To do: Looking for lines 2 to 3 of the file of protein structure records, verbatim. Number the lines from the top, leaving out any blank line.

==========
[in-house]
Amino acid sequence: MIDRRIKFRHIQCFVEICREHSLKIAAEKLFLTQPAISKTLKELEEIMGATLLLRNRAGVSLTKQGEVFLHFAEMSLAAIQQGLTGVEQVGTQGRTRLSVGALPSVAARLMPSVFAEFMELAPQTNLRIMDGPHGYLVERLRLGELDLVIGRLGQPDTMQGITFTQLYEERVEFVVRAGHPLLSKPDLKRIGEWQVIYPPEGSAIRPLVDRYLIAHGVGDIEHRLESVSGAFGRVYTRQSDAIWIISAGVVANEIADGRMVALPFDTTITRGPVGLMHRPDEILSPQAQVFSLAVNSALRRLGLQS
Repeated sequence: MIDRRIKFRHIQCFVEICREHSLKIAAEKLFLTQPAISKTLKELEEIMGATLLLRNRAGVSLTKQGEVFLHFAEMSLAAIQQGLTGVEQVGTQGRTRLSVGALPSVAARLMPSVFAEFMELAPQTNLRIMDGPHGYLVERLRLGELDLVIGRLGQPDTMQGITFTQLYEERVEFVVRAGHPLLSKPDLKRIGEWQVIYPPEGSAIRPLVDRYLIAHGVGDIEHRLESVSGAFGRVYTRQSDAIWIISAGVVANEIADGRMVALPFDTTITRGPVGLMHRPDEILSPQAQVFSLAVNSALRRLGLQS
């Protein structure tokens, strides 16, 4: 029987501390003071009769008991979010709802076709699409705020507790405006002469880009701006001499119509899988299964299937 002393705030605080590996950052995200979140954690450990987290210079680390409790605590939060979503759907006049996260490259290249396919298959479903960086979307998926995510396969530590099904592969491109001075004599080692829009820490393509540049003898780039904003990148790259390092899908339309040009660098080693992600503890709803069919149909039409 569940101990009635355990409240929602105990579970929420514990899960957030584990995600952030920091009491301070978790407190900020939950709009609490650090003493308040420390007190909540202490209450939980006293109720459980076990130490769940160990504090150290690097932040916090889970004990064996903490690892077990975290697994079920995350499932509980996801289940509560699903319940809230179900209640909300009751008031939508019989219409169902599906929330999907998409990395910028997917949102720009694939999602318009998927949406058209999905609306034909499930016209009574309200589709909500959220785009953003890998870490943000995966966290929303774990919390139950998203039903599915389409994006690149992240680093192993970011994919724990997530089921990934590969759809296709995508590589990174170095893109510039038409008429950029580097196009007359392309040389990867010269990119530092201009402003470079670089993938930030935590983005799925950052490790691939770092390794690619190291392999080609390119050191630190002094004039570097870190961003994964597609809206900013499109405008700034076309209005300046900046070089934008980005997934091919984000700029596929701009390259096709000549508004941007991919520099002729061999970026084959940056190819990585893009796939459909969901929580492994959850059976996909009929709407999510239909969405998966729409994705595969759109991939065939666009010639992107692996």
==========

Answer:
Amino acid sequence: MIDRRIKFRHIQCFVEICREHSLKIAAEKLFLTQPAISKTLKELEEIMGATLLLRNRAGVSLTKQGEVFLHFAEMSLAAIQQGLTGVEQVGTQGRTRLSVGALPSVAARLMPSVFAEFMELAPQTNLRIMDGPHGYLVERLRLGELDLVIGRLGQPDTMQGITFTQLYEERVEFVVRAGHPLLSKPDLKRIGEWQVIYPPEGSAIRPLVDRYLIAHGVGDIEHRLESVSGAFGRVYTRQSDAIWIISAGVVANEIADGRMVALPFDTTITRGPVGLMHRPDEILSPQAQVFSLAVNSALRRLGLQS
Repeated sequence: MIDRRIKFRHIQCFVEICREHSLKIAAEKLFLTQPAISKTLKELEEIMGATLLLRNRAGVSLTKQGEVFLHFAEMSLAAIQQGLTGVEQVGTQGRTRLSVGALPSVAARLMPSVFAEFMELAPQTNLRIMDGPHGYLVERLRLGELDLVIGRLGQPDTMQGITFTQLYEERVEFVVRAGHPLLSKPDLKRIGEWQVIYPPEGSAIRPLVDRYLIAHGVGDIEHRLESVSGAFGRVYTRQSDAIWIISAGVVANEIADGRMVALPFDTTITRGPVGLMHRPDEILSPQAQVFSLAVNSALRRLGLQS